June is the traditional time for many things, from weddings to graduations. It’s also the month of recitals. After a year of study, it’s time to show off what you’ve learned, be it music, recitation (hence “recital”), or some other skill. In that spirit, and in honor of my readers about to embark on a spring recital – or with fond (?) memories of recitals past – here are a few items related to The Dance.

“Mrs. L.N. Vassilief and her Ballet Dancing Class invite you and your friends to the Recital, Given at the Rockville High School, June 7th, 1924.”

Ludmila Vassilief can be found in the 1930 census, along with husband Leonid and daughters Tatiana and Irene, living on the “Darnestown Pike” (Route 28). Both the senior Vassiliefs were born in Russia, and emigrated to the US in 1916. Mrs. Vassilief was almost certainly training her students in the Russian method of ballet, today known as the Vaganova school and one of the more popular styles of classical ballet in America.

Appearing many times on the program are the Hasselblatt sisters, Nelly and Tamara, who were also born in Russia. In 1920 they were living with their parents and siblings on a farm in Hunting Hill, outside Rockville on the Darnestown Pike. By the 1930 census Tamara Hasselblatt Dmietrieff, “music teacher,” was lodging with the Mann family in DC. As for her piano pupil, Catherine Dawson (#3 in your program), the Dawsons lived between Rockville and Hunting Hill on Route 28. We have a copy of Catherine’s 1922 diary, and Tamara is mentioned several times; she was giving French lessons to the younger girl at the Hasselblatt home. (Catherine also practiced her piano diligently, at least according to her diary, and apparently it paid off: a solo in the recital!)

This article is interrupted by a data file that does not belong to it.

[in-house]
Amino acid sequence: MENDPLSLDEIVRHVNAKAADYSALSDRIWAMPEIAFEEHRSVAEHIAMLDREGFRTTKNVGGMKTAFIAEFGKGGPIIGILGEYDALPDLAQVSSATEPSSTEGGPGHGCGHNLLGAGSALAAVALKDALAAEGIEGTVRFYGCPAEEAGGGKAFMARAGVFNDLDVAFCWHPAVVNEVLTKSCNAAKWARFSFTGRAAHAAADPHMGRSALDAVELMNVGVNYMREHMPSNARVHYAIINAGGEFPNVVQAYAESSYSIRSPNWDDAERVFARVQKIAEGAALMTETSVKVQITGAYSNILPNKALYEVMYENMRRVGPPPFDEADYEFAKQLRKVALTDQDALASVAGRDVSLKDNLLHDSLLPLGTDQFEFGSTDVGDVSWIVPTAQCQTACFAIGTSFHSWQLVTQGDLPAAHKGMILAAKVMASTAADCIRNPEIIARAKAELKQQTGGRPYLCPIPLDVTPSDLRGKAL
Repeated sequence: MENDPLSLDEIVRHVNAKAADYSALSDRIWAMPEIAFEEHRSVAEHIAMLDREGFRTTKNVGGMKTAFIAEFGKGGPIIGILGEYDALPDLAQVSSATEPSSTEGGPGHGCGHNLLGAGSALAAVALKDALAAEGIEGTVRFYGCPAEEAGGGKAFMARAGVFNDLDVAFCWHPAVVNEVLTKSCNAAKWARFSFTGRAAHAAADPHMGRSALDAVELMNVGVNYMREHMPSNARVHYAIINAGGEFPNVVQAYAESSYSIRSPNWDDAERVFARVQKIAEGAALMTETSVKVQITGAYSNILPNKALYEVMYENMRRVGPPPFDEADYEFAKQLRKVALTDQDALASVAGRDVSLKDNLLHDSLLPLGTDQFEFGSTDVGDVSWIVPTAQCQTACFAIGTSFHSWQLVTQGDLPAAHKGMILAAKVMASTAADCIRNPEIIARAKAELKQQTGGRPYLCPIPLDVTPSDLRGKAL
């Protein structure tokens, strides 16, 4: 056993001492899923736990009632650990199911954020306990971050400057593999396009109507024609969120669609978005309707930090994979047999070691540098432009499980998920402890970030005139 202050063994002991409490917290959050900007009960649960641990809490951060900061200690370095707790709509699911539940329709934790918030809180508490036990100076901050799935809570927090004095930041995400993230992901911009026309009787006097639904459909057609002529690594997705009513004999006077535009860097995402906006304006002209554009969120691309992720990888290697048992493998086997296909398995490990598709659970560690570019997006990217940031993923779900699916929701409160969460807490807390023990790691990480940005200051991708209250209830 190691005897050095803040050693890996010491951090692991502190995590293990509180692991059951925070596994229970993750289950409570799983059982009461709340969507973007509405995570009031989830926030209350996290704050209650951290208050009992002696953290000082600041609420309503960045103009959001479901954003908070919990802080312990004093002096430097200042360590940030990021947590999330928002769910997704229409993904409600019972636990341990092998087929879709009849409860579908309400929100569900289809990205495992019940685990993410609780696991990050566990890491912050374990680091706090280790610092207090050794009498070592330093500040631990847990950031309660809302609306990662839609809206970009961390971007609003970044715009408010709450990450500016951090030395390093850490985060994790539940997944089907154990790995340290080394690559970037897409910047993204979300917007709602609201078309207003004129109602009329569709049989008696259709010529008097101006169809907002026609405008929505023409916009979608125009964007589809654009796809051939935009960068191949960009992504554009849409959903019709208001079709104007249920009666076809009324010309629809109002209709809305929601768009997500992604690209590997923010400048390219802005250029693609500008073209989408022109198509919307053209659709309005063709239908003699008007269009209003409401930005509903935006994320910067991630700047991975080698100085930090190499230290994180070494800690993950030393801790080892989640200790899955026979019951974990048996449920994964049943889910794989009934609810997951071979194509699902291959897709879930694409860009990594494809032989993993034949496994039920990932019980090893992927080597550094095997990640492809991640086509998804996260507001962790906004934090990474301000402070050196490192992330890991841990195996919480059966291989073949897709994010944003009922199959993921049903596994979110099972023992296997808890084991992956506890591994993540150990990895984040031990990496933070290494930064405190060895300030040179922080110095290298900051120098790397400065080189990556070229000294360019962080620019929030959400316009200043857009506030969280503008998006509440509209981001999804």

As of now, this little program is the only evidence of Mrs. Vassilief’s dance school that I can find. Jumping ahead twenty years, a number of dance schools can be found in the 1949 Rockville (And Vicinity) Directory, neatly sandwiched between Dairies and Dead Animal Removal (!) – click to enlarge and read:

I realize that these blog posts often get very detailed on the people history (hey, I’m an anthropologist at heart) and a little light on the artifact history. Let me redress that with a little pointe shoe.

(Seriously little: it’s only 7 inches long.)

Though a staple of classical ballet today, pointe or toe shoes are not as old as the dance itself. Marie Taglioni, a celebrity ballerina in 1830s-40s Paris, brought what was previously a momentary trick – rising all the way up to your toes – into the mainstream, and only then were shoes designed to facilitate this style of dance. By the early 20th century the modern, stiffened-box shoe was in place.

This pair of shoes belonged to the donor (now a Montgomery County resident) in 1932, probably in Wyoming or Colorado; she was four years old at the time. The scuffs and stains show that they were really worn, not just a cute prop.  Thanks to the interior label, we can see that the shoes were patented by Barney S. Bonaventure of New York in 1925. In reading his patent application for a “new and useful Toe Slipper,” I can appreciate the thought he put into making a more comfortable, flexible pointe shoe (having worn them at times myself). There’s nothing said about making them available to toddlers, but it’s probable that in the 1920s, teeny tiny pointe shoes were to be expected. Today, however, the majority of teachers in the various schools and traditions of ballet suggest that students wait until the bones in their feet have finished growing, and until their strength and technique is sufficient to support them (often around 12 years old). Pointe is no joke!

If you’re interested in the history of pointe work within the ballet world, there are some additional links below.  Interested in the history of dance in Montgomery County?  Come help me do some fun research!

An overview of the use of pointe technique throughout ballet history –

A 2011 argument for viewing pointe shoes as “technological artifacts” –

And some famous ballet shoes at the Bata Shoe Museum.